Piers Morgan stays mum about Paul McCartney phone message
Piers Morgan refused to confirm details of a voice message left by Paul McCartney. Piers Morgan testified today at a London inquiry into phone hacking by British tabloids.
CNN star interviewer Piers Morgan refused Tuesday to disclose details about the most damning link between himself and Britain's phone hacking scandal — his acknowledgment that he once listened to a phone message left by Paul McCartney for his then-wife Heather Mills.Skip to next paragraph
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In a 2006 article in the Daily Mail tabloid, Morgan said he was played a phone message left by the former Beatle on Mills' answering machine, describing it in detail and noting that McCartney "even sang 'We Can Work It Out' into the answerphone."
Mills has said there's no way Morgan could have obtained the message honestly.
Morgan stubbornly refused to answer almost any questions about how he came to hear the message, saying that doing so would compromise a source.
"I'm not going to start any trail that leads to the identification of a source," he said.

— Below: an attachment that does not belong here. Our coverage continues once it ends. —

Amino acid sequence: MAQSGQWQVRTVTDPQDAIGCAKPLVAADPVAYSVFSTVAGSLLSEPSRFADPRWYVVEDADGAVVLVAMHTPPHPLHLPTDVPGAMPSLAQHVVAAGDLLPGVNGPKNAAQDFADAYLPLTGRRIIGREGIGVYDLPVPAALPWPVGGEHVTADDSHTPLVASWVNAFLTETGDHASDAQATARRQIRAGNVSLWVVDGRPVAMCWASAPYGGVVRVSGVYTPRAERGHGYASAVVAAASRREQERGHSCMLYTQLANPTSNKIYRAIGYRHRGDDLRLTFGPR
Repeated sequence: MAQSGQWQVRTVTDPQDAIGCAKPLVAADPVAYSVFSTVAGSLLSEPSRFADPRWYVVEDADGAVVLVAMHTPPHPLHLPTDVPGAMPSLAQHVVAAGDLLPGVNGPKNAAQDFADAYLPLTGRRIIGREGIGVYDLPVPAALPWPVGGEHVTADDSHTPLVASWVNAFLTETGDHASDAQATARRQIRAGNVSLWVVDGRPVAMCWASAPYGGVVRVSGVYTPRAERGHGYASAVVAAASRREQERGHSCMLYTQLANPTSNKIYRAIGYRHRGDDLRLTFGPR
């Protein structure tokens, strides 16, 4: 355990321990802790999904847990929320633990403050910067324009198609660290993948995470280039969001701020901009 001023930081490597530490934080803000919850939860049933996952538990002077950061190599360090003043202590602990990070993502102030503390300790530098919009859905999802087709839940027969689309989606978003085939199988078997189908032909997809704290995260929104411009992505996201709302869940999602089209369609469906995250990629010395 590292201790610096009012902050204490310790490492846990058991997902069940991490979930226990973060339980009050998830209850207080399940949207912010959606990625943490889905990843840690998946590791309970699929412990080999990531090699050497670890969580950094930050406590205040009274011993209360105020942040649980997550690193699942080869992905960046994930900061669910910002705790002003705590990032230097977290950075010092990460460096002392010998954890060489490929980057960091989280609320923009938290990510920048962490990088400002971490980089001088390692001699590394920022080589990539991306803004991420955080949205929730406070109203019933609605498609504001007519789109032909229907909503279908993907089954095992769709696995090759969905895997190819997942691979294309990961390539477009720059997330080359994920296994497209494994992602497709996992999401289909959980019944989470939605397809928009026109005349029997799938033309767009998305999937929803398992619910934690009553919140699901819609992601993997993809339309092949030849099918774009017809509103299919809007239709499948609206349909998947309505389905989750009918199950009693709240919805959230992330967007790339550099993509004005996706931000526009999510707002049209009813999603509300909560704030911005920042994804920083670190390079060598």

Asked by inquiry chief Lord Justice Brian Leveson whether he could supply any information to back the assertion that he had heard the recording legally, Morgan said he couldn't.
Earlier Morgan said he "doesn't believe" he had ever listened to hacked voicemail message — and dismissed earlier interviews — in which he'd discussed phone hacking at length — as having been based on rumor and hearsay.
He refused to say who had filled him in about the practice.
"My memory's not great about this. It was a long time ago," he said.
Before his U.S. television career, Morgan ran two British tabloids — the News of the World and the Daily Mirror. He was giving evidence to Britain's media ethics inquiry by video link Tuesday from the United States — one of a host of tabloid newspaper executives to face the inquiry, set up in the wake of the uproar over phone hacking and other unethical newsgathering methods at the News of the World.
The atmosphere turned tense within minutes of Morgan taking his oath. He was quizzed about his relationship to private investigators and freelancers such as "Benji the Binman," who specialized in raking though celebrities' trash to look for scoops.
Morgan said he never dealt with private investigators but he did acknowledge buying information from Benji — and said he'd had some qualms about it.